"There's no legal impediment to that," said Bryan Broyles, the former deputy chief defense counsel for the Guantanamo military commissions.

Trump ordered still tighter scrutiny of immigrants already subject to what he calls "extreme vetting." But the White House offered no indication of what new steps the president might be planning.

"We have to get much tougher, much smarter, and less politically correct," Trump said. He also said the U.S. justice system for dealing with such cases must be strengthened, declaring, "What we have right now is a joke and it's a laughingstock." Again, there was no elaboration from the White House.

Trump took to Twitter early Wednesday to blame Senate Minority Leader Chuck Schumer, a Democrat who represents New York, for the bipartisan visa program used by the suspect to enter the country in 2010. Schumer did back the lottery program as a member of the House when it was approved with the support of both parties in 1990. It was signed by Republican President George H.W. Bush.

Meanwhile, the FBI was questioning a second person from Uzbekistan, 32-year-old Mukhammadzoir Kadirov. A law enforcement official said Kadirov was a friend of Saipov's and may not have any role in the case. The official wasn't authorized to speak publicly and spoke to The Associated Press on condition of anonymity.

Prosecutors said Saipov had 90 videos and 3,800 photos on one of his two cellphones, many of them ISIS-related pieces of propaganda, including images of prisoners being beheaded, shot or run over by a tank.

Saipov left behind knives and a note, in Arabic and English, that included Islamic religious references and said, "Islamic Supplication. It will endure," FBI agent Amber Tyree said in court papers. "It will endure" commonly refers to ISIS, Tyree said.

Questioned in his hospital bed, Saipov said he had been inspired by ISIS videos and began plotting an attack about a year ago, deciding to use a truck about two months ago, Tyree said.

During the last few weeks, Saipov searched the internet for information on Halloween in New York City and for truck rentals, the agent said. Saipov even rented a truck on Oct. 22 to practice making turns, and he initially hoped to get from the bike path across lower Manhattan to hit more pedestrians on the Brooklyn Bridge, Tyree said.

He even considered displaying ISIS flags on the truck during the attack but decided it would draw too much attention, authorities said.

John Miller, deputy New York police commissioner for intelligence, said Saipov "appears to have followed, almost exactly to a T, the instructions that ISIS has put out."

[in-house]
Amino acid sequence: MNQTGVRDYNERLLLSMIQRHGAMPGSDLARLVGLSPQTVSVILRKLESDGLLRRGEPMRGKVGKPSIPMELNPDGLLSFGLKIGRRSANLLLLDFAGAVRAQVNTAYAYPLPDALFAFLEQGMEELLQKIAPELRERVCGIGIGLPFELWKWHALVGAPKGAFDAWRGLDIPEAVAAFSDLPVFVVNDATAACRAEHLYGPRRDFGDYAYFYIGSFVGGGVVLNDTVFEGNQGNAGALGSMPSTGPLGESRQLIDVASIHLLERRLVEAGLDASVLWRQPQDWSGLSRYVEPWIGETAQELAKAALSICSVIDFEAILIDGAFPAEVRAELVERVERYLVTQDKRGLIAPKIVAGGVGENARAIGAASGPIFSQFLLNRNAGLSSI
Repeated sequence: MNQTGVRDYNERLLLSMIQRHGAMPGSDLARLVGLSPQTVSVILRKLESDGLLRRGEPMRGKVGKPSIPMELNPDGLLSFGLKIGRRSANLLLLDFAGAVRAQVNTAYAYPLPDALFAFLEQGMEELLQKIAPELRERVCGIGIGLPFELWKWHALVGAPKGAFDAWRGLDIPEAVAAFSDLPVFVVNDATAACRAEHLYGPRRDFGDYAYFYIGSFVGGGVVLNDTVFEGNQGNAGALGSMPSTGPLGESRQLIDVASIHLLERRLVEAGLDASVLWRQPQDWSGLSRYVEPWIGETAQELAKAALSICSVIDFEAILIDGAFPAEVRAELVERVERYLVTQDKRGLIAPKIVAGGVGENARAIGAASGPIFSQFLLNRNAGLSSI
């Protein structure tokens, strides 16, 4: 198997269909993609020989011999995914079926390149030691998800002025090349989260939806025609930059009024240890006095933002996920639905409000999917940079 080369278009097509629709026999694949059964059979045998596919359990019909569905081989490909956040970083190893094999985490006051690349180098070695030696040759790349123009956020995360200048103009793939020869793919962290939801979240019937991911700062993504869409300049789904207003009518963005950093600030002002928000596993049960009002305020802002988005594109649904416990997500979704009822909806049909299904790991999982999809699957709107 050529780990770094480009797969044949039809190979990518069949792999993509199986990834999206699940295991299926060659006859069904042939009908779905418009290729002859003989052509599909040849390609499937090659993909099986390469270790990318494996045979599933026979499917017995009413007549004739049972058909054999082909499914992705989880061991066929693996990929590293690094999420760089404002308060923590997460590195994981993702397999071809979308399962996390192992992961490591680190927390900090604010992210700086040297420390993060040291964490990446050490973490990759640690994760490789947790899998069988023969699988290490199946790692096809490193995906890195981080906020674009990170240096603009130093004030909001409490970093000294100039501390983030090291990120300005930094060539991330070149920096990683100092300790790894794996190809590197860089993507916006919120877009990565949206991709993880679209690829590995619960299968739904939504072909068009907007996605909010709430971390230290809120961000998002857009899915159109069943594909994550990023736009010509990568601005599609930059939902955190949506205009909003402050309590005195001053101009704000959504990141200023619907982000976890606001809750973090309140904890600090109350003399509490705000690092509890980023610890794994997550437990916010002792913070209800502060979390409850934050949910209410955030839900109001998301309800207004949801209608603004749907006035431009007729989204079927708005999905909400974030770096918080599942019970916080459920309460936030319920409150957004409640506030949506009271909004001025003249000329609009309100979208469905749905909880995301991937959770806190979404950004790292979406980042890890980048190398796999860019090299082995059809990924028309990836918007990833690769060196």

It was not clear whether Saipov had been on authorities' radar. Miller said Saipov had never been the subject of a criminal investigation but appears to have links to people who have been investigated.

In Tuesday's attack, Saipov drove his speeding truck for nearly a mile along a bike path near the World Trade Center, running down cyclists and pedestrians, then crashed into a school bus, authorities said. He was shot in the abdomen after he jumped out of the vehicle brandishing two air guns, one in each hand, and yelling "God is great!" in Arabic, they said.

The attack killed five people from Argentina, one from Belgium and two Americans, authorities said. Twelve people were injured; nine remained hospitalized in serious or critical condition.

On the morning after the bloodshed, city leaders vowed New York would not be intimidated and said Sunday's New York City Marathon, with 50,000 participants and some 2 million spectators anticipated, will go on as scheduled, with increased security.


Local
UPDATE: Campaign financing — Incumbents outspend challengers in Twin Falls City Council races

TWIN FALLS — Twin Falls City Council incumbents are outspending and out-campaigning their challengers, according to new finance reports.

Candidates were required to file campaign disclosure statements by Tuesday. In Twin Falls, they’re competing for three seats currently held by Suzanne Hawkins, Greg Lanting and Christopher Reid.

City elections in odd-numbered years typically don’t trigger high-dollar campaigns, and some of this year’s challengers hadn’t raised any contributions to their campaigns this filing period — unlike the incumbents.

Reid’s opponent, Brian Bell, hasn’t spent anything, according to his reports, nor has he solicited any contributions. And Lanting is the only one in his race who has solicited contributions — no surprise, he also outspent his opponents.

Hawkins, meanwhile, faces three challengers and appears to be getting a run for her money from challengers Eric Smallwood and Liyah Babayan.

Here’s a quick look at the numbers from the disclosure reports this filing period. The reports are available to view in full on the city’s website, tfid.org.

$497.76 — What Christopher Reid spent on his campaign, mostly at Vistaprint.com, Facebook and Standard Printing.

$725 — What Reid brought in for contributions. His biggest single donation was $400 from Ken Romney.

$4.44 — What Larry Houser spent on his campaign (at Office Max). All of it was his own money, and he hasn’t raised any donations.

$301.58 — What Tim Allen spent, all of it his own money. He hasn’t raised any outside contributions, either.

$1,830.10 — Lanting’s expenditures, mostly made to local media outlets. He’s raised $1,710 in contributions.

$1,000 — What Idaho Association of Realtors donated to both Greg Lanting and Hawkins. The organization was both incumbents’ largest single contributor.

$2,300 — What Hawkins raised in campaign contributions.

$1,538.09 — What Hawkins spent, mostly through the Times-News, Standard Printing and Vistaprint.com.

$199.28 — What Leon Mills spent (all from his own and his spouse’s money).

$968.75 — What Eric Smallwood raised for his campaign. His largest donation was $500 from James Holesinsky.

$113.12 — What Smallwood spent on his campaign — but this doesn’t include the $503.50 in outstanding debt.

$890 — What Liyah Babayan raised in campaign contributions, mostly from 23 people who donated $50 or less.

$644.35 — What Babayan spent for her campaign at VistaPrint.com, Facebook and Copy-It.

Editor's note: This story was updated at noon Nov. 2 to include figures from Liyah Babayan's financial disclosure report.